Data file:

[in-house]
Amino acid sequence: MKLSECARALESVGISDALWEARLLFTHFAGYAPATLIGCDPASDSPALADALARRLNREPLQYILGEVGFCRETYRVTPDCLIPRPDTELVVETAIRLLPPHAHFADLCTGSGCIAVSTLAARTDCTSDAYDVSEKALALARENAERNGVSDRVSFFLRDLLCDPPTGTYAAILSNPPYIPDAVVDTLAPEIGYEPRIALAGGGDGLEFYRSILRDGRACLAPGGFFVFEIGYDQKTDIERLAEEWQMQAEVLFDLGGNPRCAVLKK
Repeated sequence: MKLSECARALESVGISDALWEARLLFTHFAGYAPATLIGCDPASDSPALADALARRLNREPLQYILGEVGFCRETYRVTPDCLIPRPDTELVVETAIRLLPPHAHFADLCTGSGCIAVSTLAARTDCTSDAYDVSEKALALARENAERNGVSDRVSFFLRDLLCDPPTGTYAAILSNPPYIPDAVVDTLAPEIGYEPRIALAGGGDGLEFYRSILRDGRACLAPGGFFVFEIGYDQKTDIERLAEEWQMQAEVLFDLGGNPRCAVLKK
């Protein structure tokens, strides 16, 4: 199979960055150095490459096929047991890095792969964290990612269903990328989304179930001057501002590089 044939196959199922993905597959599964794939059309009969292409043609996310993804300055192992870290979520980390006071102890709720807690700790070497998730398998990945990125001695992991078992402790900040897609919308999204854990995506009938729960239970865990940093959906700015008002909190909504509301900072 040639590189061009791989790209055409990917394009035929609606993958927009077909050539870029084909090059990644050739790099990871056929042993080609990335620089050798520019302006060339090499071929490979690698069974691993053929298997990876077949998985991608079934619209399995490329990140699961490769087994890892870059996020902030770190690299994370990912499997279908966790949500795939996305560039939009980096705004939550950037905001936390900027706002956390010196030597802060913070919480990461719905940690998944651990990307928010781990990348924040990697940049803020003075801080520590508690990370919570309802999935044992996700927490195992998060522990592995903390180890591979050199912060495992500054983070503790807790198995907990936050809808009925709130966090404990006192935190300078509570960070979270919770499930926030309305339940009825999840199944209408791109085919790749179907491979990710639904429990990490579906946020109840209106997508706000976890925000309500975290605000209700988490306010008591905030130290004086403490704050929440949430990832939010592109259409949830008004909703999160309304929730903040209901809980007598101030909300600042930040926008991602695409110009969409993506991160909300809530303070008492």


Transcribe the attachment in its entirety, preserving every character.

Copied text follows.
[in-house]
Amino acid sequence: MKLSECARALESVGISDALWEARLLFTHFAGYAPATLIGCDPASDSPALADALARRLNREPLQYILGEVGFCRETYRVTPDCLIPRPDTELVVETAIRLLPPHAHFADLCTGSGCIAVSTLAARTDCTSDAYDVSEKALALARENAERNGVSDRVSFFLRDLLCDPPTGTYAAILSNPPYIPDAVVDTLAPEIGYEPRIALAGGGDGLEFYRSILRDGRACLAPGGFFVFEIGYDQKTDIERLAEEWQMQAEVLFDLGGNPRCAVLKK
Repeated sequence: MKLSECARALESVGISDALWEARLLFTHFAGYAPATLIGCDPASDSPALADALARRLNREPLQYILGEVGFCRETYRVTPDCLIPRPDTELVVETAIRLLPPHAHFADLCTGSGCIAVSTLAARTDCTSDAYDVSEKALALARENAERNGVSDRVSFFLRDLLCDPPTGTYAAILSNPPYIPDAVVDTLAPEIGYEPRIALAGGGDGLEFYRSILRDGRACLAPGGFFVFEIGYDQKTDIERLAEEWQMQAEVLFDLGGNPRCAVLKK
């Protein structure tokens, strides 16, 4: 199979960055150095490459096929047991890095792969964290990612269903990328989304179930001057501002590089 044939196959199922993905597959599964794939059309009969292409043609996310993804300055192992870290979520980390006071102890709720807690700790070497998730398998990945990125001695992991078992402790900040897609919308999204854990995506009938729960239970865990940093959906700015008002909190909504509301900072 040639590189061009791989790209055409990917394009035929609606993958927009077909050539870029084909090059990644050739790099990871056929042993080609990335620089050798520019302006060339090499071929490979690698069974691993053929298997990876077949998985991608079934619209399995490329990140699961490769087994890892870059996020902030770190690299994370990912499997279908966790949500795939996305560039939009980096705004939550950037905001936390900027706002956390010196030597802060913070919480990461719905940690998944651990990307928010781990990348924040990697940049803020003075801080520590508690990370919570309802999935044992996700927490195992998060522990592995903390180890591979050199912060495992500054983070503790807790198995907990936050809808009925709130966090404990006192935190300078509570960070979270919770499930926030309305339940009825999840199944209408791109085919790749179907491979990710639904429990990490579906946020109840209106997508706000976890925000309500975290605000209700988490306010008591905030130290004086403490704050929440949430990832939010592109259409949830008004909703999160309304929730903040209901809980007598101030909300600042930040926008991602695409110009969409993506991160909300809530303070008492």